Ohio Museums Association's annual conference being held this year at Walsh University. In my free time, I have been cranking out recommendation letters for a multitude of Museum Studies graduate programs to which my last semester's students are applying. Add to that, this week Walsh posted a brand new position, Director of the Museum Studies Program. All of this museum studies activity started me thinking about my own education, career path, and professional position as a "museum specialist." I don't personally have a degree in Museum Studies. Am I still the specialist I think I am, or fast becoming a museum dinosaur?
Teaching in the Museum Studies program at Walsh, I am convinced that my students today are better prepared for the special challenges presented by museum work than I ever was at their age. Still, I cannot help but wonder where all of the wonderful, esoteric majors have gone? As an undergraduate student I took courses in anthropology, art history, history, classic civilization, geology, and more. Let's face it, I never met a humanities class I didn't like, and typically these classes were not electives, but required coursework in one of the two majors I assumed would prepare me well for a career in museums. During the fall semester of my junior year, I was interning at the Art Museum, volunteering at the Museum of Archaeology, and taking classes in the Natural History Museum. I graduated a year and a half later, and within a week began my first job on staff at a museum. Granted, it was a traveling art museum on a train, and I was serving as something resembling an art history carnie, but still I managed to ply my diverse liberal arts education and brief museum experience into a real career, stunning both of my parents along the way.
After a couple of months touring on the Artrain, I decided I needed to head to grad school, so I might eventually get a stationary museum job somewhere. I looked at two museum studies programs, there were not many to choose from back then, but decided upon an advanced degree program in anthropology. Believe it or not, I considered anthropology a more practical choice than museum studies, which seemed too narrow and confining for broader professional applications. I was not interested in a PhD in anthropology, which would lead to a career in academia and research. I wanted a masters degree as a doorway to a role in museum leadership. Anthropology seemed a sensible and interesting choice with wide-ranging applications, and in my case, it was.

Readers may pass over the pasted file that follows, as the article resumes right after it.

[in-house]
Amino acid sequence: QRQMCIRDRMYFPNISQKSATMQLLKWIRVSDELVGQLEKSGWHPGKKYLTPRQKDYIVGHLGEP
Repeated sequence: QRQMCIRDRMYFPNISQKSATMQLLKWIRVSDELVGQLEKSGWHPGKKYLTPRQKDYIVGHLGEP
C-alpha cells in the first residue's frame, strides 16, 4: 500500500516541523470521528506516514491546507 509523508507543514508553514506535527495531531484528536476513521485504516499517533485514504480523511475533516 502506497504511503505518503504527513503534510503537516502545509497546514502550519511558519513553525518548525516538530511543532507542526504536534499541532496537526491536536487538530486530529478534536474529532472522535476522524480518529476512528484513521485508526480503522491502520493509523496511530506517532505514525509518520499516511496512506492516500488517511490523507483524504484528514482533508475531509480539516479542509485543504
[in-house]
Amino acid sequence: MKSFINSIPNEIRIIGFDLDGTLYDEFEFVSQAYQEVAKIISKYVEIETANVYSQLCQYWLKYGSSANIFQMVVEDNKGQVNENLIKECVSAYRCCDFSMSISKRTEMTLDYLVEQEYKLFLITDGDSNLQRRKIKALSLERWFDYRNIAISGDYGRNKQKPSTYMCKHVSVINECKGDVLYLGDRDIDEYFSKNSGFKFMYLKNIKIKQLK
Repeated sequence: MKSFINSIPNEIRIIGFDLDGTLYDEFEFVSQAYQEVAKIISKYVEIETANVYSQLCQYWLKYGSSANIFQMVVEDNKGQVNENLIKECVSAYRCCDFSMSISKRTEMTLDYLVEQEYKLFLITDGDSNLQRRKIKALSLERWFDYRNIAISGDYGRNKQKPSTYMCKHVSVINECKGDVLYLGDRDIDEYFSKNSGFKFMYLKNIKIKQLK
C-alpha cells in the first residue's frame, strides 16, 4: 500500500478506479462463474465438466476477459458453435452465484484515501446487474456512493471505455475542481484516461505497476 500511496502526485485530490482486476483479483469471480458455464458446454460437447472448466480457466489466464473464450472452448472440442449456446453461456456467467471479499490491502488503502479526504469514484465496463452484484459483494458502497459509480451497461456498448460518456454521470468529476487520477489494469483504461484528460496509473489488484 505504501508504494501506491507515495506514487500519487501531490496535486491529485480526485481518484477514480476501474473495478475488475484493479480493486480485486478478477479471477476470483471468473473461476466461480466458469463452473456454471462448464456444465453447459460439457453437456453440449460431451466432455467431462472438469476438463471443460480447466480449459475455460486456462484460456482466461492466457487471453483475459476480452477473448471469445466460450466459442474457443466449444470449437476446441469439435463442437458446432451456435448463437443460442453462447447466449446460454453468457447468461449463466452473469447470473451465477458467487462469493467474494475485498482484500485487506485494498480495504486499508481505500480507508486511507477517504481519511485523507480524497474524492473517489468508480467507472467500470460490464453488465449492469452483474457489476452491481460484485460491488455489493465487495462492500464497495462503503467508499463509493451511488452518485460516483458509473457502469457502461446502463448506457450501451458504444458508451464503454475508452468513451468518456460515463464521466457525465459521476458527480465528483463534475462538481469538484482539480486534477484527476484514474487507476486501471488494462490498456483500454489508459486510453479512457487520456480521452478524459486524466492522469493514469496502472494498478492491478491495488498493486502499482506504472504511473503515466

How times have changed! Today, there are programs in museum studies at both my undergraduate and graduate schools. Neither existed when I attended in the nineties. In my own course in museum studies, I now teach skills and concepts to undergrads that took me years of on-the-job training to acquire. Knowing they will also need advanced degrees to land a decent museum job, these same students are going on to graduate programs in museum studies, and will soon have more textbook knowledge of museology than I.
The museum world seems to be brimming with these new specialists in museum studies, not to mention nonprofit management and arts administration. So, where does that leave the rest of us? What becomes of the anthropology, history, and classic civ majors, who landed museum jobs ten to fifteen years ago, before the new wave? Certainly, there is a wisdom that only experience can bring, but for those of us grandfathered under the pre-museum studies era exemption, can we expect to be outpaced by our younger museum colleagues in the know? Are we the new dinosaurs in our own museums?
These are all questions we hope to dig into at the upcoming OMA conference, and I invite you to attend and weigh in on the role that academic programs in museum studies may play in changing the face of museum administration. In the meantime, please share your thoughts about how you think museum scholarship and the education of museum specialists is, or isn't, changing our profession. I look forward to reading your comments.
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